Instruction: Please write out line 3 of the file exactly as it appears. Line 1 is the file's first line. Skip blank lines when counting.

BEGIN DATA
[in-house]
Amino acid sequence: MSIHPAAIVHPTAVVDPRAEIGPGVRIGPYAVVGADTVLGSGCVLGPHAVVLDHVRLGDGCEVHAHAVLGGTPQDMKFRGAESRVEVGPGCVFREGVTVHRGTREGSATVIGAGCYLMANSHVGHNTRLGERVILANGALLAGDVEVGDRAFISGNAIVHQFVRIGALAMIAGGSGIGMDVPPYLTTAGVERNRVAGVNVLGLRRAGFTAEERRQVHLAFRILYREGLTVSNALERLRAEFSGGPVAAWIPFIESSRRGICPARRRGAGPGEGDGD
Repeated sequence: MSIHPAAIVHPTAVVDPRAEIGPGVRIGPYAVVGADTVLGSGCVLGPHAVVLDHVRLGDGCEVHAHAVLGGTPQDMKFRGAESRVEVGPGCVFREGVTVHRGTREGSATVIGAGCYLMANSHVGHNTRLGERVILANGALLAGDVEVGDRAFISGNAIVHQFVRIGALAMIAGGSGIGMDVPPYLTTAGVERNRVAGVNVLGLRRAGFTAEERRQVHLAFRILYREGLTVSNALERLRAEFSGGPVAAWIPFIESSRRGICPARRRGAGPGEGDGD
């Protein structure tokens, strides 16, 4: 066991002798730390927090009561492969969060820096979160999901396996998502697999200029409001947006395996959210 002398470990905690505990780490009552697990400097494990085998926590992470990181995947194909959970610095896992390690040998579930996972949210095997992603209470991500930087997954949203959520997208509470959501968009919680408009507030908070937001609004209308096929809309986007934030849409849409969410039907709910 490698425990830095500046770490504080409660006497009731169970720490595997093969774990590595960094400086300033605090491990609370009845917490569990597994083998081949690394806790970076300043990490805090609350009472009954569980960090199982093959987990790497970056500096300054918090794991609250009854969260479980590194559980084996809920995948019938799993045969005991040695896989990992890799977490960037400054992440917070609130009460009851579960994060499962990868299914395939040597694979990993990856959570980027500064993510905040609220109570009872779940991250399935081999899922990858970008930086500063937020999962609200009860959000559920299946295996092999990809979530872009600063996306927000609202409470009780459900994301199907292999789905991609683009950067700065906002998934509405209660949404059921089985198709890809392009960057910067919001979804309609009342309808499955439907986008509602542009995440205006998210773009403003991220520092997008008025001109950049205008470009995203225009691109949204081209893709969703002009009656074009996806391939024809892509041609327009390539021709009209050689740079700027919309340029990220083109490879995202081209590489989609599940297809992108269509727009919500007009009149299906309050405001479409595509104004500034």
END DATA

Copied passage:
Repeated sequence: MSIHPAAIVHPTAVVDPRAEIGPGVRIGPYAVVGADTVLGSGCVLGPHAVVLDHVRLGDGCEVHAHAVLGGTPQDMKFRGAESRVEVGPGCVFREGVTVHRGTREGSATVIGAGCYLMANSHVGHNTRLGERVILANGALLAGDVEVGDRAFISGNAIVHQFVRIGALAMIAGGSGIGMDVPPYLTTAGVERNRVAGVNVLGLRRAGFTAEERRQVHLAFRILYREGLTVSNALERLRAEFSGGPVAAWIPFIESSRRGICPARRRGAGPGEGDGD